Naturism, previously known as nudism, is an organised movement of people who want to enjoy the outdoors and socialise with other like-minded people, without having to wear clothes.
New Zealanders were encouraged to take up nudism by the many books and magazines produced by the European and North American nudist movements from the 1920s. In Germany, in particular, nudism had become a mass movement. Historical precedents, for instance the athletes in classical Greece who had competed without clothes, were another inspiration.
The early nudists believed that nakedness was natural and healthy, and that exposure to the sun had important health benefits. They rejected what they called ‘mock modesty’ and the association of nakedness with sexual arousal.
Sunbathing or swimming naked in public was illegal in the 1930s when the nudist movement began in New Zealand. Though some people indulged covertly in these activities, nudists sought to establish clubs where they could legally be naked in private.
In 1933 Eric Flint made the first public attempt to set up a nudist club in Dunedin. Media coverage incited a barrage of hostility from clergy and women’s groups, as well as suspicion from the police. Flint gave up and departed for Auckland. A club called the Auckland Sun Group, formed in January 1938, went into recess during the Second World War because restrictions on gasoline hindered travel to places out of town. Another club was set up in Dunedin in early 1938. In the early 1940s Bert Brittain bought the property that would become the club grounds for the Auckland Sun Group, a 1.6-hectare piece of bush with a stream running through it in the Waitākere Ranges, near Auckland.
Nudists believed that children particularly benefited from the lifestyle. Sex education was straightforward because of a lack of embarrassment about bodies. Children were unselfconscious and enjoyed the freedom of playing in the campgrounds.
Other clubs were set up. Once groups had purchased a piece of land, club members contributed much time to clearing gorse and blackberry. They flattened out areas for tent sites, sunbathing and ball games. Digging out swimming pools and building clubhouses were major projects. The basic camping facilities in the early years did not prevent the many children and their parents enjoying themselves, both working and relaxing afterwards.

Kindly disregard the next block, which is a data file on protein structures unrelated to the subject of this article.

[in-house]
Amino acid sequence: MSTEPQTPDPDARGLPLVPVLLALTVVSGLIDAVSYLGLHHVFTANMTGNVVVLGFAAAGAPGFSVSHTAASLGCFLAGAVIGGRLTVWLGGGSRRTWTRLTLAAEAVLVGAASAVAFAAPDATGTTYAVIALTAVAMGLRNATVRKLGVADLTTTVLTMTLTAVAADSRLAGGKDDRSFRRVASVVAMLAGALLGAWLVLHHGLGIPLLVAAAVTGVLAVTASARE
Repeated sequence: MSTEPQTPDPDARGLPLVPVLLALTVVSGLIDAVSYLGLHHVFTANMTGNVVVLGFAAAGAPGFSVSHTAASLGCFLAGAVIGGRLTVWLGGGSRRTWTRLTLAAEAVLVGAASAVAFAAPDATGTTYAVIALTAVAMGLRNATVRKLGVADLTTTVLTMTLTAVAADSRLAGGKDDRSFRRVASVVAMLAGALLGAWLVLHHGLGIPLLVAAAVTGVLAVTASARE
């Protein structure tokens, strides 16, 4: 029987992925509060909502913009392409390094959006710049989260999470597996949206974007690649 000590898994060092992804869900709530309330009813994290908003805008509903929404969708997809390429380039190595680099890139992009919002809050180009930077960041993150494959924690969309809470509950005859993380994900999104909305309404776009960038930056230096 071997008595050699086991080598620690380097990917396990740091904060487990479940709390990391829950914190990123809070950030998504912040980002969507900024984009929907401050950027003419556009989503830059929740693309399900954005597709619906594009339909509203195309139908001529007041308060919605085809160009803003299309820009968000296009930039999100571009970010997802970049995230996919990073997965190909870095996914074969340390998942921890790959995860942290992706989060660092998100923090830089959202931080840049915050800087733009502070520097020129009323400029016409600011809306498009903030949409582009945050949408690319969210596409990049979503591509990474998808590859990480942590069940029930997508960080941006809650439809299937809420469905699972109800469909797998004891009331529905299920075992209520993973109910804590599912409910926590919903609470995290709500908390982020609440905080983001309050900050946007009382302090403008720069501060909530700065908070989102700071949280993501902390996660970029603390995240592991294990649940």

In 1953 the first national rally of the New Zealand Sunbathing Association was held in Whanganui. It was attended by 38 adults and 19 children from eight areas. From the mid-1950s club members began to use the term naturism rather than nudism, in an attempt to make the movement more publicly acceptable. By the 1970s naturism was no longer seen as shocking by most New Zealanders. Numbers of naturists reached a high point during the 1980s.
Naturists have their own sport, miniten, which is a game played on a half-size tennis court with a round double-sided bat, following the same rules as tennis. Miniten was invented in the 1930s, when nudist clubs often did not have enough room for full-sized tennis courts.
In 2012 there were 17 clubs affiliated to the New Zealand Naturist Federation, with a total of around 1,600 members. In addition there were two private naturist holiday parks, a number of naturist homestays and some private nudist camping facilities throughout the country. Clubs and other venues provided places to go and activities in the weekends, as well as a network of holiday locations at which families were welcome.
Many clubs were set in native bush planted by the early nudists. They provided opportunities for nude recreation, including swimming, volleyball and other games. Some of the larger clubs, such as the Auckland Outdoor Naturist Club, had monthly entertainments, spa and sauna facilities and powered campsites. At the other end of the spectrum, Rotota Sun Club, beside Lake Ōhakuri in the central North Island, did not have electricity and visitors needed to bring food supplies and drinking water. There were natural thermal springs around the site.